Once the soil is wet, let’s keep it that way. A couple of inches of mulch – perhaps shredded bark, or even chopped leaves from your trees – will reduce evaporation and keep the soil damp. Put it down within a few days of that soaking, keeping it off the foliage, and a few inches from the trunk. Cover a wide area, so that all the root zone is protected. There is a less obvious value to this too. By insulating the soil surface you trap the existing warmth in the soil, and reduce both the time it stays frozen, and how deep it goes. In a mild winter you may prevent freezing altogether, which is an ideal outcome. That mulch can be left in place to conserve moisture next year too, and just topped-up each fall. If you use something rich, like compost, it will also feed your trees, and improve the properties of the soil over time.
Spray with anti-desiccant
It is amazing how few gardeners use a product that professionals in cold areas use extensively. Anti-desiccant sprays create a thin, invisible plastic film over the foliage, which reduces water-loss dramatically. They are widely used by landscapers after planting all sorts of trees, as well as for winter protection. Pick some up at your garden center, and spray while the temperatures are above freezing, but as close as you can to that first hard freeze or snow fall. Once dry – which takes just a few hours – they resist rain, but they can in time wash off. If you have a lot of winter rain, and there is a warmer period at some point in the winter, then spray again if you can. If you are not familiar with anti-desiccants, give them a try. You will be amazed at the protection these products give, on both conifers and broad-leaf evergreens like Rhododendrons, Holly, and Cherry Laurel.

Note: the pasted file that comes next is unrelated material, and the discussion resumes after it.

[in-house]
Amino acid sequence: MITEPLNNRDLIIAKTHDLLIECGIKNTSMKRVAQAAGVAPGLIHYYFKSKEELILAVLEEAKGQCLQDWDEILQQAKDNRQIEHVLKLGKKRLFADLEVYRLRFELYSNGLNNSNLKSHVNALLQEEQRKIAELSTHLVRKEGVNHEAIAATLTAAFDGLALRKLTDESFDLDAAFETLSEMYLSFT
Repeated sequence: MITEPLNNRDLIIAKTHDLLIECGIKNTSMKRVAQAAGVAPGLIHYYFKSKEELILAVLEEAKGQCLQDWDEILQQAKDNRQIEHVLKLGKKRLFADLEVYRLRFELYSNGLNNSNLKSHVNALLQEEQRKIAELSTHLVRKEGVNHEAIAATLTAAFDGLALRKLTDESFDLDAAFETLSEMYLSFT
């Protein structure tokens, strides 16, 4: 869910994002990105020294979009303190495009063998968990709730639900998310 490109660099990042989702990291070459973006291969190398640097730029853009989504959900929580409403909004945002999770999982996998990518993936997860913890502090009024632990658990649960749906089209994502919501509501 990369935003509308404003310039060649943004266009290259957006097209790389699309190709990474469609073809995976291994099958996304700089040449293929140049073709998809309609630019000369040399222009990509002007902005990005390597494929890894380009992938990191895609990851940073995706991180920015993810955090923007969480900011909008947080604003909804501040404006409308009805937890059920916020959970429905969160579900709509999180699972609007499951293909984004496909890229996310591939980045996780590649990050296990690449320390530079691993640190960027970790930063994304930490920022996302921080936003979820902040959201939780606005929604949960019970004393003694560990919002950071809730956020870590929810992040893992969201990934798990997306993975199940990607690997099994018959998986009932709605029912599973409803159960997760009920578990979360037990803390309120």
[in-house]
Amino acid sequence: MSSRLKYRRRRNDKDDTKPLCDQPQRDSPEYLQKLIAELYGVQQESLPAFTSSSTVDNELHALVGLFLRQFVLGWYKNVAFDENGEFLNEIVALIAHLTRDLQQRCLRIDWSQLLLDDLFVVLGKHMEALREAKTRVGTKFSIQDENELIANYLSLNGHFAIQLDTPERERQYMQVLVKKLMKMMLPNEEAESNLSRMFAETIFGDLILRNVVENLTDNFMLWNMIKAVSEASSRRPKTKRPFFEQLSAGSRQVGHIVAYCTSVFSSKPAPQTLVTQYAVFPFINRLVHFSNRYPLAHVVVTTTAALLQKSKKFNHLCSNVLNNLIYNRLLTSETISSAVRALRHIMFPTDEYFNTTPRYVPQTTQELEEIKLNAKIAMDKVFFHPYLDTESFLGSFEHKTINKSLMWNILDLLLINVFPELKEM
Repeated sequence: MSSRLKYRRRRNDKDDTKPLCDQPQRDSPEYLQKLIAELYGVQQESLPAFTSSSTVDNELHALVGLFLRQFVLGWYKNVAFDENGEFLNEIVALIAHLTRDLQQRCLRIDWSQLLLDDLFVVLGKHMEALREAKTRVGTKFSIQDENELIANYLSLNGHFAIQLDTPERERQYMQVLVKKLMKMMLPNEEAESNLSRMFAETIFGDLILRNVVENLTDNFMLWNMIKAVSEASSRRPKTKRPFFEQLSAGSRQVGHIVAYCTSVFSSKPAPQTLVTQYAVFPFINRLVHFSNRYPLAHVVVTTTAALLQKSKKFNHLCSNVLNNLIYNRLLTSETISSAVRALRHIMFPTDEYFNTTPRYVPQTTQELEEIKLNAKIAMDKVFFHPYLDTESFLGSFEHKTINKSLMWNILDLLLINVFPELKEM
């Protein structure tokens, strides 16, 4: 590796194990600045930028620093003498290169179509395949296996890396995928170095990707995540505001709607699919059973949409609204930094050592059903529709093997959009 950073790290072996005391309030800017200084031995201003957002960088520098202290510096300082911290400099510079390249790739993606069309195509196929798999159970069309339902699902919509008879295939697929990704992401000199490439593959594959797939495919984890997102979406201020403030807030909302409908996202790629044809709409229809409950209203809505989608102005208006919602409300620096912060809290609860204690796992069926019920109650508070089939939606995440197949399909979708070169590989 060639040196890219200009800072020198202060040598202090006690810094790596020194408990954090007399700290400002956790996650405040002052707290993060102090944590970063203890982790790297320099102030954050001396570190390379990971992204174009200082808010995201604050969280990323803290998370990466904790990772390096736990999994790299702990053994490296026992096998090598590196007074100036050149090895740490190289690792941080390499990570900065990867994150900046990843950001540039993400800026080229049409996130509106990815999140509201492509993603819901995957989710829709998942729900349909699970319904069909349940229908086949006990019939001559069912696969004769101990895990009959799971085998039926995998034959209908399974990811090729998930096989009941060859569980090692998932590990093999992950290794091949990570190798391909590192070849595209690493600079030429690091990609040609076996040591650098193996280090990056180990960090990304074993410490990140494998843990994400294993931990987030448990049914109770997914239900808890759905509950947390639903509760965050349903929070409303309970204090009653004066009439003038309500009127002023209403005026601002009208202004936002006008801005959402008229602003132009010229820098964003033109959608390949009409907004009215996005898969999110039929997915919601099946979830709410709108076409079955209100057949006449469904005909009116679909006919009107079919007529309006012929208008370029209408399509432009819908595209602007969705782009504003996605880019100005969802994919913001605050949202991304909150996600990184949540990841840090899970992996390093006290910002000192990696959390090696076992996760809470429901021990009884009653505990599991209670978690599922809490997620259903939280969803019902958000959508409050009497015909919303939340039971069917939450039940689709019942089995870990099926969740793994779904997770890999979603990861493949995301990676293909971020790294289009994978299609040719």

In cold areas there is a long tradition of wrapping evergreens in burlap for the winter, but there is a much better alternative available, in the shape of netting. Black or dark -green, with ½ inch squares, it is invisible from a few yards away. It doesn’t destroy the look of your yard, but it keeps the branches together, and stops them breaking under the weight of snow or ice. Surprisingly, it also reduces desiccation injury, because by holding the branches more tightly together it slows down the passage of the wind through the branches – a double benefit. In spring there is no rush to remove it, while burlap can cause fatal heating-up and premature sprouting, both of which are damaging. Just try and remove the netting before new growth begins, otherwise it can become tangled, and harder to remove safely.
Feed with potash
Potash, the element potassium, is known to improve winter survival, and bring evergreens through the winter in good shape. Starting as early as October, feeding your evergreens with a fertilizer high in potash (the last number in the fertilizer formula), but low in nitrogen (the first number in the formula), will help the foliage hold moisture, and thicken the walls of the cells against cold damage. You should be able to find these fertilizers labelled for hedges and evergreens in fall, and they do a great job of giving an extra level of protection.
You may not need to do all these things, depending on your plants, and where you live. But they are all great ways of protecting your evergreens from the ravages of winter – a little care goes a long way.